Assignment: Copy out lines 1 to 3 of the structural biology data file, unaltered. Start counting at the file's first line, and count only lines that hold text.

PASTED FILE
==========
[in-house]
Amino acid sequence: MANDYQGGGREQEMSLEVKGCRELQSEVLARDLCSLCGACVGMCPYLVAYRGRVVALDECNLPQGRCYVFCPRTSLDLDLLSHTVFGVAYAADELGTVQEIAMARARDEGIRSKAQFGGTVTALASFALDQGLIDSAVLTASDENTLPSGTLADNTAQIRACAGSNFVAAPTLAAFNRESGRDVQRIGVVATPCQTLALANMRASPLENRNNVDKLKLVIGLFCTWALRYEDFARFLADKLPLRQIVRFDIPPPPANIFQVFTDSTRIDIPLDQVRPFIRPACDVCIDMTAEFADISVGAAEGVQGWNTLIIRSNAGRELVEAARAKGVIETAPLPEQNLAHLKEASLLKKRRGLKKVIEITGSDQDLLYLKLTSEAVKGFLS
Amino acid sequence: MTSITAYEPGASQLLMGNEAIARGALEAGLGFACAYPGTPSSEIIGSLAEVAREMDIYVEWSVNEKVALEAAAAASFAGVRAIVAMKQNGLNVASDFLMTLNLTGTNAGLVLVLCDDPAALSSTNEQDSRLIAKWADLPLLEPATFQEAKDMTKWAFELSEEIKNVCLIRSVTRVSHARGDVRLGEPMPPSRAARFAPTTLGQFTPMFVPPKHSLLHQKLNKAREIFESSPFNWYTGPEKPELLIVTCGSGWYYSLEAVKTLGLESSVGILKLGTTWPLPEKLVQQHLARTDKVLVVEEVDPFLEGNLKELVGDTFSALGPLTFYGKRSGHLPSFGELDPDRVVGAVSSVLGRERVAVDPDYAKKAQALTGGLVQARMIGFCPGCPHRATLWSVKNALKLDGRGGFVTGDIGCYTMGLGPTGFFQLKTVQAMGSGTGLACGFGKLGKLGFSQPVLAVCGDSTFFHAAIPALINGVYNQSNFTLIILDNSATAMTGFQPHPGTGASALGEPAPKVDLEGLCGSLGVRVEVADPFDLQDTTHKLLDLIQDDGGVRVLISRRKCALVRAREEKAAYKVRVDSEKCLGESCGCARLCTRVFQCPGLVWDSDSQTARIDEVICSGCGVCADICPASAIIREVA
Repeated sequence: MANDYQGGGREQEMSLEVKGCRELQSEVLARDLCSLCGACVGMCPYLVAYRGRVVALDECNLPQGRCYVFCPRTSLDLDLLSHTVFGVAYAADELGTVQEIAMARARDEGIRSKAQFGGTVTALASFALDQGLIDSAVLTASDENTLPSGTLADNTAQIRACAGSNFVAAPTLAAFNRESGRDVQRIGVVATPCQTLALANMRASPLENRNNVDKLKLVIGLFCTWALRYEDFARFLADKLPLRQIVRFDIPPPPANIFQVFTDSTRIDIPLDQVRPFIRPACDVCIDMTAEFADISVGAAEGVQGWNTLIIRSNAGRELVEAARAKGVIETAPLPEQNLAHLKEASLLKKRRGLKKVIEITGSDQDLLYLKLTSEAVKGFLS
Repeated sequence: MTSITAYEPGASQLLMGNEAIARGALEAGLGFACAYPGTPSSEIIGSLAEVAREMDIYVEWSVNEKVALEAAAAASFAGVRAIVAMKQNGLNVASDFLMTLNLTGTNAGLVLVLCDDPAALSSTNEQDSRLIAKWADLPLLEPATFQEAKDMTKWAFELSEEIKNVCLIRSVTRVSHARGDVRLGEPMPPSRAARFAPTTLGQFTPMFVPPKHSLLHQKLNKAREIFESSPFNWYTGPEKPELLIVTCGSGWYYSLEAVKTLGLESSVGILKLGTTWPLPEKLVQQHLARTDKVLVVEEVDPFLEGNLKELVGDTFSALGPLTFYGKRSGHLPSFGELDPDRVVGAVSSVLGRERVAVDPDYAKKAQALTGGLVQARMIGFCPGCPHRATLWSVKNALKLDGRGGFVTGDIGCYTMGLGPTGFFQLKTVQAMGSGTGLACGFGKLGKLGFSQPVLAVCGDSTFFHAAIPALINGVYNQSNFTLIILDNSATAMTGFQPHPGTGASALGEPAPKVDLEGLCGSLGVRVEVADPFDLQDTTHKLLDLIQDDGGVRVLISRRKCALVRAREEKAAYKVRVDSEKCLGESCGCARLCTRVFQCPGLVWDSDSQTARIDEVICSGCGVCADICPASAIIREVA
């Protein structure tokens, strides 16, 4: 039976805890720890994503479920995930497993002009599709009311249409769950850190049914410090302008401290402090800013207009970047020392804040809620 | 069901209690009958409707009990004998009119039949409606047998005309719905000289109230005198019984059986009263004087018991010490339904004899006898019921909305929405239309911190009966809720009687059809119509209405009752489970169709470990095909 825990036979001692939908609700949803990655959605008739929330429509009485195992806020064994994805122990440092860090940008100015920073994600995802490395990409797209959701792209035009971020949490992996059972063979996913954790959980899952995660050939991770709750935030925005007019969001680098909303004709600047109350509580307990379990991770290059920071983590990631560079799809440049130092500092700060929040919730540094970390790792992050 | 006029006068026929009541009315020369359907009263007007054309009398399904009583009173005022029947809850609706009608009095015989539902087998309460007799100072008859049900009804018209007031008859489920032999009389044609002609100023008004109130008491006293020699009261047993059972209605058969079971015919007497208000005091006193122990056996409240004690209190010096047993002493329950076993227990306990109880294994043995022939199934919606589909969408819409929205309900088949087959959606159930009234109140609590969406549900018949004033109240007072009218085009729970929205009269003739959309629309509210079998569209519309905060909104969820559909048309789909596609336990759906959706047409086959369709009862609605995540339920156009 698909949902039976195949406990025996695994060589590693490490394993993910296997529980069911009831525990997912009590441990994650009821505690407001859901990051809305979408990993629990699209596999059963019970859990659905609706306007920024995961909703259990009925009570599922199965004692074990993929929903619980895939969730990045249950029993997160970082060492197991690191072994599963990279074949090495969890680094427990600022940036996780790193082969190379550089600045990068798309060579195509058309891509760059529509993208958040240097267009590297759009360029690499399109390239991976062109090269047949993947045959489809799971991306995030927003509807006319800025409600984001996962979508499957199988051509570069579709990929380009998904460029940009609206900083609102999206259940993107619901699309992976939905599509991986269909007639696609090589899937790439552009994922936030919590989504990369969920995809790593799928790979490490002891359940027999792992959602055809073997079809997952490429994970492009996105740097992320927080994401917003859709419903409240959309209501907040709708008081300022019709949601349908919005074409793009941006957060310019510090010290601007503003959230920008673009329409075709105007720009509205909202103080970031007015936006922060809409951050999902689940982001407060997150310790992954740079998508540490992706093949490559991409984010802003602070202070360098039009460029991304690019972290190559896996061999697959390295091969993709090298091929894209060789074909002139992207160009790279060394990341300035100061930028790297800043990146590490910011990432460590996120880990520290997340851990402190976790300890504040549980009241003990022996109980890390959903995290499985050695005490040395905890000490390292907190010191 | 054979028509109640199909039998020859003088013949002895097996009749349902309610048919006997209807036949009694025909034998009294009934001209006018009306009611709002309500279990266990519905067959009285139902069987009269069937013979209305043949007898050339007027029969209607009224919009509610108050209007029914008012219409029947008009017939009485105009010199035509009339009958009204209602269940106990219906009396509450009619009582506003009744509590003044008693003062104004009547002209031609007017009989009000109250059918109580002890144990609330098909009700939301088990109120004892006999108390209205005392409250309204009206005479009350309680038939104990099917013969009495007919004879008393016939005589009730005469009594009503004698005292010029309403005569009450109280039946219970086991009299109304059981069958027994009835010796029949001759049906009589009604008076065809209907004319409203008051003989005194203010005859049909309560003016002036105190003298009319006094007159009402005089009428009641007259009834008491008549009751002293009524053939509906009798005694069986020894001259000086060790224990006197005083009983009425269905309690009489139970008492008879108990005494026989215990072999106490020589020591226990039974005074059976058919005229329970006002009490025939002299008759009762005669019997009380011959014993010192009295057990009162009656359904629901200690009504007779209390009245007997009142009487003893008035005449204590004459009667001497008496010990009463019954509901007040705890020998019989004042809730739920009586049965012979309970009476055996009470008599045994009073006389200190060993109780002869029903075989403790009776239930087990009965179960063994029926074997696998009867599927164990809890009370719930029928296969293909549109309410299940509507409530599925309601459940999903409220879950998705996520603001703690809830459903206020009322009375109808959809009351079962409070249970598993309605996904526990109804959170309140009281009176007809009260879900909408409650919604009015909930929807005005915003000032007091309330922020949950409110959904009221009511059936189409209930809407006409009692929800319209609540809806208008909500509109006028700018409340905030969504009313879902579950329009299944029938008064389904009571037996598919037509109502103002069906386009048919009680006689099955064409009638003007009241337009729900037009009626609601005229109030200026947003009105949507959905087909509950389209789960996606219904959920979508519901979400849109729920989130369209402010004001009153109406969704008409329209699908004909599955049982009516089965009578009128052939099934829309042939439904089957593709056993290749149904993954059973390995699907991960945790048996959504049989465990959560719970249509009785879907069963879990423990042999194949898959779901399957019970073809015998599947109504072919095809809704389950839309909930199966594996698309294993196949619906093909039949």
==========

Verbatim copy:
[in-house]
Amino acid sequence: MANDYQGGGREQEMSLEVKGCRELQSEVLARDLCSLCGACVGMCPYLVAYRGRVVALDECNLPQGRCYVFCPRTSLDLDLLSHTVFGVAYAADELGTVQEIAMARARDEGIRSKAQFGGTVTALASFALDQGLIDSAVLTASDENTLPSGTLADNTAQIRACAGSNFVAAPTLAAFNRESGRDVQRIGVVATPCQTLALANMRASPLENRNNVDKLKLVIGLFCTWALRYEDFARFLADKLPLRQIVRFDIPPPPANIFQVFTDSTRIDIPLDQVRPFIRPACDVCIDMTAEFADISVGAAEGVQGWNTLIIRSNAGRELVEAARAKGVIETAPLPEQNLAHLKEASLLKKRRGLKKVIEITGSDQDLLYLKLTSEAVKGFLS
Amino acid sequence: MTSITAYEPGASQLLMGNEAIARGALEAGLGFACAYPGTPSSEIIGSLAEVAREMDIYVEWSVNEKVALEAAAAASFAGVRAIVAMKQNGLNVASDFLMTLNLTGTNAGLVLVLCDDPAALSSTNEQDSRLIAKWADLPLLEPATFQEAKDMTKWAFELSEEIKNVCLIRSVTRVSHARGDVRLGEPMPPSRAARFAPTTLGQFTPMFVPPKHSLLHQKLNKAREIFESSPFNWYTGPEKPELLIVTCGSGWYYSLEAVKTLGLESSVGILKLGTTWPLPEKLVQQHLARTDKVLVVEEVDPFLEGNLKELVGDTFSALGPLTFYGKRSGHLPSFGELDPDRVVGAVSSVLGRERVAVDPDYAKKAQALTGGLVQARMIGFCPGCPHRATLWSVKNALKLDGRGGFVTGDIGCYTMGLGPTGFFQLKTVQAMGSGTGLACGFGKLGKLGFSQPVLAVCGDSTFFHAAIPALINGVYNQSNFTLIILDNSATAMTGFQPHPGTGASALGEPAPKVDLEGLCGSLGVRVEVADPFDLQDTTHKLLDLIQDDGGVRVLISRRKCALVRAREEKAAYKVRVDSEKCLGESCGCARLCTRVFQCPGLVWDSDSQTARIDEVICSGCGVCADICPASAIIREVA